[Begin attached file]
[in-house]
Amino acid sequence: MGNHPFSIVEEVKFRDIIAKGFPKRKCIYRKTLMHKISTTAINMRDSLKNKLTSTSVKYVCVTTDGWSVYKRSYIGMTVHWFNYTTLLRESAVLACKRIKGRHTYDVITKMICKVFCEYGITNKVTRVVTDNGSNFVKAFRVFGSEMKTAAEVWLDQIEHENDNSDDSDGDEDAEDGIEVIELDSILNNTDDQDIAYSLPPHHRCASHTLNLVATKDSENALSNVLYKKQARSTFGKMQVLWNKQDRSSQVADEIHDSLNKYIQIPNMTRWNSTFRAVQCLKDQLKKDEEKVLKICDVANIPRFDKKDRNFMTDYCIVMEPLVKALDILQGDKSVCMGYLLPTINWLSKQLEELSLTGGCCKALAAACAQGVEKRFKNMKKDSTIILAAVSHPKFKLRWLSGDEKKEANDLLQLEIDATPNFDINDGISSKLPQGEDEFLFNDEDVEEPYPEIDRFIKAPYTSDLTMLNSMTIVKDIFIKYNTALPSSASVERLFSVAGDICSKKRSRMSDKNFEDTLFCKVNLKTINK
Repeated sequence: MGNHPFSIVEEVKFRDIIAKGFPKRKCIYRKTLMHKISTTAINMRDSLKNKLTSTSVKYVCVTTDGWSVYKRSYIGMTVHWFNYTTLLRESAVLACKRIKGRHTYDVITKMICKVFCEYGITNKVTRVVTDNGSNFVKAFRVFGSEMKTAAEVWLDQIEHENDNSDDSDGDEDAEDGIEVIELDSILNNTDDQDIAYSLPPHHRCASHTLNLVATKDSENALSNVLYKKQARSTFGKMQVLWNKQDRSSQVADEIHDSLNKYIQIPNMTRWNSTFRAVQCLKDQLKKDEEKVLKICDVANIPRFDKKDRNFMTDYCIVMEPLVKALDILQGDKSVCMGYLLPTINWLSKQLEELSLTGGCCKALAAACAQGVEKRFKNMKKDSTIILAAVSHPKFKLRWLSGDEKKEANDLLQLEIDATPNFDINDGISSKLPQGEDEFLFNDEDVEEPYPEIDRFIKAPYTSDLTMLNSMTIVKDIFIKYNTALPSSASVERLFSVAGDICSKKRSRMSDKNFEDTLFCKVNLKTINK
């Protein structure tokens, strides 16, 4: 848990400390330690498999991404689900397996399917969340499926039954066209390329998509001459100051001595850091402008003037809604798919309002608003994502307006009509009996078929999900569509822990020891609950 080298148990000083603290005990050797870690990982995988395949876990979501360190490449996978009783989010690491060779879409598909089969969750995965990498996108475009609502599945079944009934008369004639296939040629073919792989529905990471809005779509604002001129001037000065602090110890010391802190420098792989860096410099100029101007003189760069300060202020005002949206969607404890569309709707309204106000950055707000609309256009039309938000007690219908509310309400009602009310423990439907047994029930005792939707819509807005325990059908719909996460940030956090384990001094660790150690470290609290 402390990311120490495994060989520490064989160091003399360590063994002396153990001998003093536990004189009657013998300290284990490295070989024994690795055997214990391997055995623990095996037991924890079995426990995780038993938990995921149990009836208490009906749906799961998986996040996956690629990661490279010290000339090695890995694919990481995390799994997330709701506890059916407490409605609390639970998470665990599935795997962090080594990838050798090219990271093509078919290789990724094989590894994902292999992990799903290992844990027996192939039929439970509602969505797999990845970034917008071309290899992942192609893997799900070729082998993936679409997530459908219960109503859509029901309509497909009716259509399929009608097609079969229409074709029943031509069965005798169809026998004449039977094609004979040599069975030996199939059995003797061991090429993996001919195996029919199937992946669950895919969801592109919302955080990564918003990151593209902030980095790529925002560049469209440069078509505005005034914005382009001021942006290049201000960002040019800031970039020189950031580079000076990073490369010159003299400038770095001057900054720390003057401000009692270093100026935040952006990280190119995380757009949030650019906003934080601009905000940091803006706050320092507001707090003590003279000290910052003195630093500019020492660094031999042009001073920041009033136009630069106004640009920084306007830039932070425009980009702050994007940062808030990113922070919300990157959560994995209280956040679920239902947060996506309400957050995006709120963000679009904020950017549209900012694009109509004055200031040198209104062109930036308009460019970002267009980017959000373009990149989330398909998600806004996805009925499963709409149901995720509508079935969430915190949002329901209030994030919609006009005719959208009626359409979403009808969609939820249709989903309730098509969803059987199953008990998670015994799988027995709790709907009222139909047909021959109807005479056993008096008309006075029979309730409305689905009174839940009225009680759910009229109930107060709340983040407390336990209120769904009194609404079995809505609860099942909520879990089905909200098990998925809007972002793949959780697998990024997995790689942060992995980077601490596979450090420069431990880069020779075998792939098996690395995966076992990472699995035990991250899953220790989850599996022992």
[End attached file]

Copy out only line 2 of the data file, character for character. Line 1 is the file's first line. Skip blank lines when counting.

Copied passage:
Amino acid sequence: MGNHPFSIVEEVKFRDIIAKGFPKRKCIYRKTLMHKISTTAINMRDSLKNKLTSTSVKYVCVTTDGWSVYKRSYIGMTVHWFNYTTLLRESAVLACKRIKGRHTYDVITKMICKVFCEYGITNKVTRVVTDNGSNFVKAFRVFGSEMKTAAEVWLDQIEHENDNSDDSDGDEDAEDGIEVIELDSILNNTDDQDIAYSLPPHHRCASHTLNLVATKDSENALSNVLYKKQARSTFGKMQVLWNKQDRSSQVADEIHDSLNKYIQIPNMTRWNSTFRAVQCLKDQLKKDEEKVLKICDVANIPRFDKKDRNFMTDYCIVMEPLVKALDILQGDKSVCMGYLLPTINWLSKQLEELSLTGGCCKALAAACAQGVEKRFKNMKKDSTIILAAVSHPKFKLRWLSGDEKKEANDLLQLEIDATPNFDINDGISSKLPQGEDEFLFNDEDVEEPYPEIDRFIKAPYTSDLTMLNSMTIVKDIFIKYNTALPSSASVERLFSVAGDICSKKRSRMSDKNFEDTLFCKVNLKTINK